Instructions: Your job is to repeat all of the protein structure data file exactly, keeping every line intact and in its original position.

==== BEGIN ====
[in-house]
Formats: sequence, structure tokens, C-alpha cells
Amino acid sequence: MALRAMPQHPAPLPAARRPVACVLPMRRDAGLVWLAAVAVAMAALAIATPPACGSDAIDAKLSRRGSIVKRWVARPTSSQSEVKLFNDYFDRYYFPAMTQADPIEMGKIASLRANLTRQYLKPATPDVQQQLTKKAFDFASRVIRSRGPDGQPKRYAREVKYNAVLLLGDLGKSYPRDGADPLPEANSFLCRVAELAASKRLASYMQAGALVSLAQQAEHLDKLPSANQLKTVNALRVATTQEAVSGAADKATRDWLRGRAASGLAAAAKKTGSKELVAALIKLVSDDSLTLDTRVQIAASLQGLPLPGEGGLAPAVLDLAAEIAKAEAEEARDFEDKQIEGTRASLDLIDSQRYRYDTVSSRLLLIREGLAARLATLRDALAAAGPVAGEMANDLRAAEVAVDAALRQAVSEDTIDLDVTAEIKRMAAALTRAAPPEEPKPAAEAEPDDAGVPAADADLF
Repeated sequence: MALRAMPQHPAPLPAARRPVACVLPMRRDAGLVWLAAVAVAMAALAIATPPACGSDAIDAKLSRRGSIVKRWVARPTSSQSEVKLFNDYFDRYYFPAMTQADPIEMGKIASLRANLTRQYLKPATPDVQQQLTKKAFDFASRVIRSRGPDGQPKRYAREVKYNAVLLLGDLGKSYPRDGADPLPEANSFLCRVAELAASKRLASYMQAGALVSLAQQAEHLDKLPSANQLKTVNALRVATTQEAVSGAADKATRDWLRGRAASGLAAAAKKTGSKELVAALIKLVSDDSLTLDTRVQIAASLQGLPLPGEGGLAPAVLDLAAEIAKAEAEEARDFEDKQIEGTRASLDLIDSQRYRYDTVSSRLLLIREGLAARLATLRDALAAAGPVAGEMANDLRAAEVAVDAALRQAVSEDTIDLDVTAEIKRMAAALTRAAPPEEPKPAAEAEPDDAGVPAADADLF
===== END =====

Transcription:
[in-house]
Formats: sequence, structure tokens, C-alpha cells
Amino acid sequence: MALRAMPQHPAPLPAARRPVACVLPMRRDAGLVWLAAVAVAMAALAIATPPACGSDAIDAKLSRRGSIVKRWVARPTSSQSEVKLFNDYFDRYYFPAMTQADPIEMGKIASLRANLTRQYLKPATPDVQQQLTKKAFDFASRVIRSRGPDGQPKRYAREVKYNAVLLLGDLGKSYPRDGADPLPEANSFLCRVAELAASKRLASYMQAGALVSLAQQAEHLDKLPSANQLKTVNALRVATTQEAVSGAADKATRDWLRGRAASGLAAAAKKTGSKELVAALIKLVSDDSLTLDTRVQIAASLQGLPLPGEGGLAPAVLDLAAEIAKAEAEEARDFEDKQIEGTRASLDLIDSQRYRYDTVSSRLLLIREGLAARLATLRDALAAAGPVAGEMANDLRAAEVAVDAALRQAVSEDTIDLDVTAEIKRMAAALTRAAPPEEPKPAAEAEPDDAGVPAADADLF
Repeated sequence: MALRAMPQHPAPLPAARRPVACVLPMRRDAGLVWLAAVAVAMAALAIATPPACGSDAIDAKLSRRGSIVKRWVARPTSSQSEVKLFNDYFDRYYFPAMTQADPIEMGKIASLRANLTRQYLKPATPDVQQQLTKKAFDFASRVIRSRGPDGQPKRYAREVKYNAVLLLGDLGKSYPRDGADPLPEANSFLCRVAELAASKRLASYMQAGALVSLAQQAEHLDKLPSANQLKTVNALRVATTQEAVSGAADKATRDWLRGRAASGLAAAAKKTGSKELVAALIKLVSDDSLTLDTRVQIAASLQGLPLPGEGGLAPAVLDLAAEIAKAEAEEARDFEDKQIEGTRASLDLIDSQRYRYDTVSSRLLLIREGLAARLATLRDALAAAGPVAGEMANDLRAAEVAVDAALRQAVSEDTIDLDVTAEIKRMAAALTRAAPPEEPKPAAEAEPDDAGVPAADADLF